NAB submits news rules in SC defining chairman’s role in appointments, arrests
ISLAMABAD: National Accountability Bureau (NAB) has submitted new proposed rules to the Supreme Court of Pakistan (SC), laying down the role of the accountability watchdog’s chairman in making appointments, arrests, approval of references and other functions, ARY NEWS reported on Thursday.
The fresh rules were framed under section 34 of the NAB law and gave chairman NAB the authority to appoint director generals and directors in the institution.
The chairman NAB will issue guidelines for the arrest of a person accused of corrupt practices and it would be mandatory for all officials to follow them.
The chairman would give a final nod for any reference against the accused and only he would have the authority to decide on it and issue guidelines for the reference.
The reference would be filed a month later after approval from the chairman.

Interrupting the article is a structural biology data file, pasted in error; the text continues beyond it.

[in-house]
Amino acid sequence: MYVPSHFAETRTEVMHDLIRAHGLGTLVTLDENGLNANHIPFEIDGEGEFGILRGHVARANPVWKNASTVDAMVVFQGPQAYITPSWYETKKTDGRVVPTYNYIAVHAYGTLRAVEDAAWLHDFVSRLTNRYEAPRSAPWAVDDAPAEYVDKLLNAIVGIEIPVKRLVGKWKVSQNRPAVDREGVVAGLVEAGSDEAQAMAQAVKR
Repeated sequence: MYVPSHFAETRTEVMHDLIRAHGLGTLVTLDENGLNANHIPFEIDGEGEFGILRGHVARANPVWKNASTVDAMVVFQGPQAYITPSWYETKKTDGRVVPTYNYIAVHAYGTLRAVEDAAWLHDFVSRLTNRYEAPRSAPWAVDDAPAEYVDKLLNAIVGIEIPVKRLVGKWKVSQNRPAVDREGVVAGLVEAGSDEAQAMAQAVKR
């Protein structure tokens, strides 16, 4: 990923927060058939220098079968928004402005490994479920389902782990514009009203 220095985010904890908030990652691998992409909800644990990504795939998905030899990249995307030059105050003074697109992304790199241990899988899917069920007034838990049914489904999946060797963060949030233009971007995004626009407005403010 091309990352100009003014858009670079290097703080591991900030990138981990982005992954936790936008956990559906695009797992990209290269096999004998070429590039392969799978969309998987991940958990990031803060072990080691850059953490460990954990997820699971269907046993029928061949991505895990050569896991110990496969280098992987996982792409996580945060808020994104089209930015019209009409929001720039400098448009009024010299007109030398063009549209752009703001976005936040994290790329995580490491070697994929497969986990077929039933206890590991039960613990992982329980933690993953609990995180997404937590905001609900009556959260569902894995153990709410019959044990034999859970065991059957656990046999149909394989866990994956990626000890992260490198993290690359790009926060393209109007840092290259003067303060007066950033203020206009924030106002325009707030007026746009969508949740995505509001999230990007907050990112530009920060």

Under the proposed rules, the chairman would have the authority to hire officials on BPS-19 and above grades while Director General Human Resource would make appointments on vacant posts between BPS-16 to BPS-18. Director Human Resource would make appointments on BPS-1 to BPS-15 posts.
The fresh proposed rules also lay down guidelines for arrests, reference, voluntary return of the amount, and plea bargain.
Complaint and its verification, inquiry, and investigation process are also defined under new proposed rules.
It added that complaints received to the NAB headquarters would be sent to the concerned NAB office and would be presented before the regional board within one month of after being received.
The regional board would be bound to verify the complaint within eight weeks and would convert it into an inquiry after receiving credible information on it.
Arrests could be made during the inquiry process if required and the NAB officials would be bound to complete the inquiry process within a month and could get an extension of one month in the period if needed.
The chairman NAB could further extend the period by three weeks.
The investigation officer would also be bound to maintain a diary of the investigation process, the new proposed rules submitted to the Supreme Court read.